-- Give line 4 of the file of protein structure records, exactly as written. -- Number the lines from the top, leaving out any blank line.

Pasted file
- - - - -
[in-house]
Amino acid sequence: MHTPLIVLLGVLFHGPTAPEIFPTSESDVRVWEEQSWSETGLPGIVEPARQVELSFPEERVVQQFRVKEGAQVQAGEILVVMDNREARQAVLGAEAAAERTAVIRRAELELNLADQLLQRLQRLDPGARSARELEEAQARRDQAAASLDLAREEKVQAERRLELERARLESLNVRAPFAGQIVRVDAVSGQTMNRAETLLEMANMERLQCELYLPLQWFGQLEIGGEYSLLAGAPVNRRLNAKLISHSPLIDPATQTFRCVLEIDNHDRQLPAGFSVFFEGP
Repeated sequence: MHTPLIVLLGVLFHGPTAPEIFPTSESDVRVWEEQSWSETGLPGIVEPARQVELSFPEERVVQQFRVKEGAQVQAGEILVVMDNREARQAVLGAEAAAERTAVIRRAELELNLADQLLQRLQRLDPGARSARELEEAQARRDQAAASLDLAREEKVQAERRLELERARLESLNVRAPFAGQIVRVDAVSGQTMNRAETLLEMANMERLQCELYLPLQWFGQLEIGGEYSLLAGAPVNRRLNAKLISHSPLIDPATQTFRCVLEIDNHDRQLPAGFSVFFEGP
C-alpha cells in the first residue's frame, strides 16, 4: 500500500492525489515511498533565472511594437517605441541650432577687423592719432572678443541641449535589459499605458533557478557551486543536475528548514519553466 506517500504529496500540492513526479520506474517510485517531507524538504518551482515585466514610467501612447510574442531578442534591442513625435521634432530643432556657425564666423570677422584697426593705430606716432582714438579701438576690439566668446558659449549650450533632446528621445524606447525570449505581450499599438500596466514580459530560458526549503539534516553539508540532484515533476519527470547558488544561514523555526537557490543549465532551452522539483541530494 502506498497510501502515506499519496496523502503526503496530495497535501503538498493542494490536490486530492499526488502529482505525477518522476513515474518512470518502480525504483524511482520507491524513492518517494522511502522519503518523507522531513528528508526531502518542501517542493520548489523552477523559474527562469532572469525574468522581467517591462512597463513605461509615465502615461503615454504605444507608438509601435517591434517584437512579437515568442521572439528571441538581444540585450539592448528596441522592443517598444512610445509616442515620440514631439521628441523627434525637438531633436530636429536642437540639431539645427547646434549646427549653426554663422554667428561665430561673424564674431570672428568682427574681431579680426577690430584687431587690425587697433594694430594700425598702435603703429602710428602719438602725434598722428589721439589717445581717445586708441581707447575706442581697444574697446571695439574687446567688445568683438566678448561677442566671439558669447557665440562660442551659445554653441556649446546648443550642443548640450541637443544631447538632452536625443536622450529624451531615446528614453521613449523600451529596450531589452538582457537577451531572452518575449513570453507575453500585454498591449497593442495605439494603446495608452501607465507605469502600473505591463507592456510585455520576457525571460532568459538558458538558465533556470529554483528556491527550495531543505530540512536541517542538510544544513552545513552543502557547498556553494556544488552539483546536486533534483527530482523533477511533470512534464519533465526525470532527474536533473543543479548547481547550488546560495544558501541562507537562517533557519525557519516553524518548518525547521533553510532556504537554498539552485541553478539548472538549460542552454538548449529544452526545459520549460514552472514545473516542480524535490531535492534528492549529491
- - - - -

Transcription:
C-alpha cells in the first residue's frame, strides 16, 4: 500500500492525489515511498533565472511594437517605441541650432577687423592719432572678443541641449535589459499605458533557478557551486543536475528548514519553466 506517500504529496500540492513526479520506474517510485517531507524538504518551482515585466514610467501612447510574442531578442534591442513625435521634432530643432556657425564666423570677422584697426593705430606716432582714438579701438576690439566668446558659449549650450533632446528621445524606447525570449505581450499599438500596466514580459530560458526549503539534516553539508540532484515533476519527470547558488544561514523555526537557490543549465532551452522539483541530494 502506498497510501502515506499519496496523502503526503496530495497535501503538498493542494490536490486530492499526488502529482505525477518522476513515474518512470518502480525504483524511482520507491524513492518517494522511502522519503518523507522531513528528508526531502518542501517542493520548489523552477523559474527562469532572469525574468522581467517591462512597463513605461509615465502615461503615454504605444507608438509601435517591434517584437512579437515568442521572439528571441538581444540585450539592448528596441522592443517598444512610445509616442515620440514631439521628441523627434525637438531633436530636429536642437540639431539645427547646434549646427549653426554663422554667428561665430561673424564674431570672428568682427574681431579680426577690430584687431587690425587697433594694430594700425598702435603703429602710428602719438602725434598722428589721439589717445581717445586708441581707447575706442581697444574697446571695439574687446567688445568683438566678448561677442566671439558669447557665440562660442551659445554653441556649446546648443550642443548640450541637443544631447538632452536625443536622450529624451531615446528614453521613449523600451529596450531589452538582457537577451531572452518575449513570453507575453500585454498591449497593442495605439494603446495608452501607465507605469502600473505591463507592456510585455520576457525571460532568459538558458538558465533556470529554483528556491527550495531543505530540512536541517542538510544544513552545513552543502557547498556553494556544488552539483546536486533534483527530482523533477511533470512534464519533465526525470532527474536533473543543479548547481547550488546560495544558501541562507537562517533557519525557519516553524518548518525547521533553510532556504537554498539552485541553478539548472538549460542552454538548449529544452526545459520549460514552472514545473516542480524535490531535492534528492549529491